“I don’t think any one issue is going to dominate the election. … You’re going to have a number of different issues debated: foreign policy and national security being up there, the economy and jobs … Energy certainly can play a role in that, just given that it is a component of jobs and the economy. It’s a component of our national security, it’s a component of our foreign policy. I think energy will be an issue, but the question is how big.”
Great point. Energy and advancing the right policies for American energy certainly run through a number of the things Americans say they care about most: jobs, a thriving economy and safety for themselves and their families. That’s what comes through the results of a new Harris Poll of 2,800 registered voters: energy, energy, energy.
Posted July 23, 2015
At an event last month, API President and CEO Jack Gerard sketched the broad outlines for a national conversation on energy, connecting energy policy with the approaching 2016 elections. It’s an appropriate linkage.
Our country has become a global energy superpower thanks largely to private innovation and entrepreneurship, which have created a generational opportunity – “the American moment,” Gerard called it. Sustaining the energy revolution requires vision, right policies and action – and the right leadership, which is why the 2016 vote matters. The energy path to help spur economic growth and prosperity and to increase national security is one that should transcend party politics.
Posted May 8, 2015
The Hill: Sen. Lisa Murkowski (R-Alaska) took her biggest step to date toward a large-scale overhaul of federal energy policy on Thursday, introducing 17 bills she said could make up parts of an energy reform package this session.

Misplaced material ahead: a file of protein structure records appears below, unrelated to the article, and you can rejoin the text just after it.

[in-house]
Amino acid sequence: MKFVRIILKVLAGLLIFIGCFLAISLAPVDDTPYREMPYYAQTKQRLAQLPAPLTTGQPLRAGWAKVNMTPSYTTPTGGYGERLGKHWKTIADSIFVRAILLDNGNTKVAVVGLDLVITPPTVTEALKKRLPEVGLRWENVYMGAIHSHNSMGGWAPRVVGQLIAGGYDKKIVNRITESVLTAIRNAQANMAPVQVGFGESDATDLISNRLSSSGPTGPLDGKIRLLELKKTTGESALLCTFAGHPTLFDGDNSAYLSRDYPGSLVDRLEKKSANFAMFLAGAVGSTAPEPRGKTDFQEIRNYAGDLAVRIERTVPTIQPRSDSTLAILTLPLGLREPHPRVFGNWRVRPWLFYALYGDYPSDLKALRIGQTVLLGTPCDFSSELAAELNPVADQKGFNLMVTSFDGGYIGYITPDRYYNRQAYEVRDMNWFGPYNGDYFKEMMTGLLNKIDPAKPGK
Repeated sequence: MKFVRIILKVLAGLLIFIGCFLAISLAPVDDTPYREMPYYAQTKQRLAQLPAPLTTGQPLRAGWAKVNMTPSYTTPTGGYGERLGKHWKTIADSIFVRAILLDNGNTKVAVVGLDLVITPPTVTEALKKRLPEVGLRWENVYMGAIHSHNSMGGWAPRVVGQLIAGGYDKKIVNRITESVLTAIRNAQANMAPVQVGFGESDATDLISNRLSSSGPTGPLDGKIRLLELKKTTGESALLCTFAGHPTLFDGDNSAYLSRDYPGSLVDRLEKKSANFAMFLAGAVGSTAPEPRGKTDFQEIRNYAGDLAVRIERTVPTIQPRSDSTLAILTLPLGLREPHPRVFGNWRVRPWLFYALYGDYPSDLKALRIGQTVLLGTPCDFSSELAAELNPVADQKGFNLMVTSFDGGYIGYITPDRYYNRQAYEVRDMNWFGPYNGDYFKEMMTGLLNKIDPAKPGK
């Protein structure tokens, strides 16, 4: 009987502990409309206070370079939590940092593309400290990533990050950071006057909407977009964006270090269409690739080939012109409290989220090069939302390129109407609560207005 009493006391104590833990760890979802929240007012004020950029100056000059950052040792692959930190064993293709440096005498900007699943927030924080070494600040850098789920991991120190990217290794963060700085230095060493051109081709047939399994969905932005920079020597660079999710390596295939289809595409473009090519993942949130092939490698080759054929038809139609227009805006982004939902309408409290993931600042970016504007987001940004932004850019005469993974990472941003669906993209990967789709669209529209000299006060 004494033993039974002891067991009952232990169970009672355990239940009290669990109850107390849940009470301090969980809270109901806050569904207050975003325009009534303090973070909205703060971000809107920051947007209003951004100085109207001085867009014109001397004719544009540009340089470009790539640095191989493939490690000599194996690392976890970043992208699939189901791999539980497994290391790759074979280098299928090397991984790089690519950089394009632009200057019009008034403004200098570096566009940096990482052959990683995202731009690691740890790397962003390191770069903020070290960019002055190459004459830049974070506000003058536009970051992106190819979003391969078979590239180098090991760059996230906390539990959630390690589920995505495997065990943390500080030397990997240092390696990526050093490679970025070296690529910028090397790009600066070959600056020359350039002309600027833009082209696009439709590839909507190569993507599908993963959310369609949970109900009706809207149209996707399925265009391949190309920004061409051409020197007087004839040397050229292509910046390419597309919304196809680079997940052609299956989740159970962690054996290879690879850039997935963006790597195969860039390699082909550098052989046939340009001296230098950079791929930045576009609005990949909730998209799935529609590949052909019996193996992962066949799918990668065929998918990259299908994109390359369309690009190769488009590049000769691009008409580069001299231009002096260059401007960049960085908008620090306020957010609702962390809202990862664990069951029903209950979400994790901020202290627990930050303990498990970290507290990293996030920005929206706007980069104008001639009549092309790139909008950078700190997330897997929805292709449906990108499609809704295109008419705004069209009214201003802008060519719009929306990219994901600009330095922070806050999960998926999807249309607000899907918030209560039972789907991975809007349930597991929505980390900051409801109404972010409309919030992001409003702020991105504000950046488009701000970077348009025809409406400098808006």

The bills cover a myriad of topics, from electricity reliability to the Strategic Petroleum Reserve to the production of methane, hydropower or helium. Any of the bills could make up the backbone of a broad energy reform effort, something Murkowski, the chairwoman of the Senate Energy and Natural Resources Committee, has made one of her top priorities this session.
“Does this mean all of them are going to part of a broader bill? No,” she said at a briefing with reporters. “But does it mean these are my ideas I would like to have folks catch up on? Yes, absolutely.”
One high-profile piece of legislation missing from the slate introduced Thursday: a bill to lift the federal ban on crude oil exports. Murkowski said she will release that bill separately next week.
Posted March 10, 2015
Posted February 26, 2015
The president’s Council of Economic Advisers (CEA) understands the significance of the U.S. energy revolution quite well – reflected in the energy chapter of its recent 2015 Economic Report of the President.
The chapter should be widely read by policymakers, from the president and Congress on down, because it notes the role of surging domestic oil and natural gas production in the ongoing energy revolution. From there it’s possible to identify needed policies for the future.
Posted February 24, 2015
Posted February 13, 2015
Posted February 5, 2015